1:00- Lunch! Almuerzo in my house is normally a plate of choclo (giant corn on the cob) and Andean cheese, which is salty, and rice and a segundo (translated as ¨second¨ and essentially means ¨side dish that´s not really a side dish because it takes up half the plate¨) Segundos ALWAYS include potatoes and cheese, and are made from things like quinoa, lentils, vegetables, or tarwi,  which is a kind of grain that turns white and porridgey when cooked. Mamanita is an amzing cook- she actually went to cooking school for a year- and she hasn´t made one thing that I haven´t liked so far, except for the juices she purees (too thick for me). Sometimes we´ll have a soup (either crema de zapallo, which has milk in it, and bits of melting cheese, or a soup that is made of half a dozen different vegetables, cheese, and is a main dish in itself) and/or salad, normally made of sliced/diced tomatos and red onion, lime (lemon and lime are the same here), and salt and pepper. It´s heaven.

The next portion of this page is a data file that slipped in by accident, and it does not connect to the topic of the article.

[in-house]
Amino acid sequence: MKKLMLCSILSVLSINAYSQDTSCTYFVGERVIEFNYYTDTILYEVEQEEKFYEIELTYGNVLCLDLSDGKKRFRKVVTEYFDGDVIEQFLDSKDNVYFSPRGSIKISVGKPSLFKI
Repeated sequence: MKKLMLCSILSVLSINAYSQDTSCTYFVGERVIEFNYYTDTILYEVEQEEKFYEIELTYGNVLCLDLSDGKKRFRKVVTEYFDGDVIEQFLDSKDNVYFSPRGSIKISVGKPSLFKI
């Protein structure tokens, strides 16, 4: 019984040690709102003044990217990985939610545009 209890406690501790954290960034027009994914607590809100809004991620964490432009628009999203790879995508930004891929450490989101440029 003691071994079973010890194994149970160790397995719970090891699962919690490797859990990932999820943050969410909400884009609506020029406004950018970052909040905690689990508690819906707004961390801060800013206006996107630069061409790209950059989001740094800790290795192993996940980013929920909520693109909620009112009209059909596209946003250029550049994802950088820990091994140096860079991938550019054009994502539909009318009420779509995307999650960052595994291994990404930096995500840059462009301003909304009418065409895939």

Lunch often means that Mauricio will be whining or crying about something or other, so there´s not much room for civilized conversation, besides admonishing him or instructing him on how to eat. Parenting is a lot different here. I´ve witnessed two scenarios: Number 1. Kids will often get on their parents´ nerves to such an extent that the kid will be yelled at, and they´ll whine a bit, but they´ll walk off as if nothing happened, and there are no hard feelings from either side. Number 2. Kids will get really upset about the smallest thing, have a tantrum, stalk off for ten minutes, scream, and then come back as if nothing happened. Same outcome both times, notice? Sometimes I think that no progress will be made, but then I meet teens and young adults, and they are the most polite young people I´ve ever met. I don´t know how it works, but it does.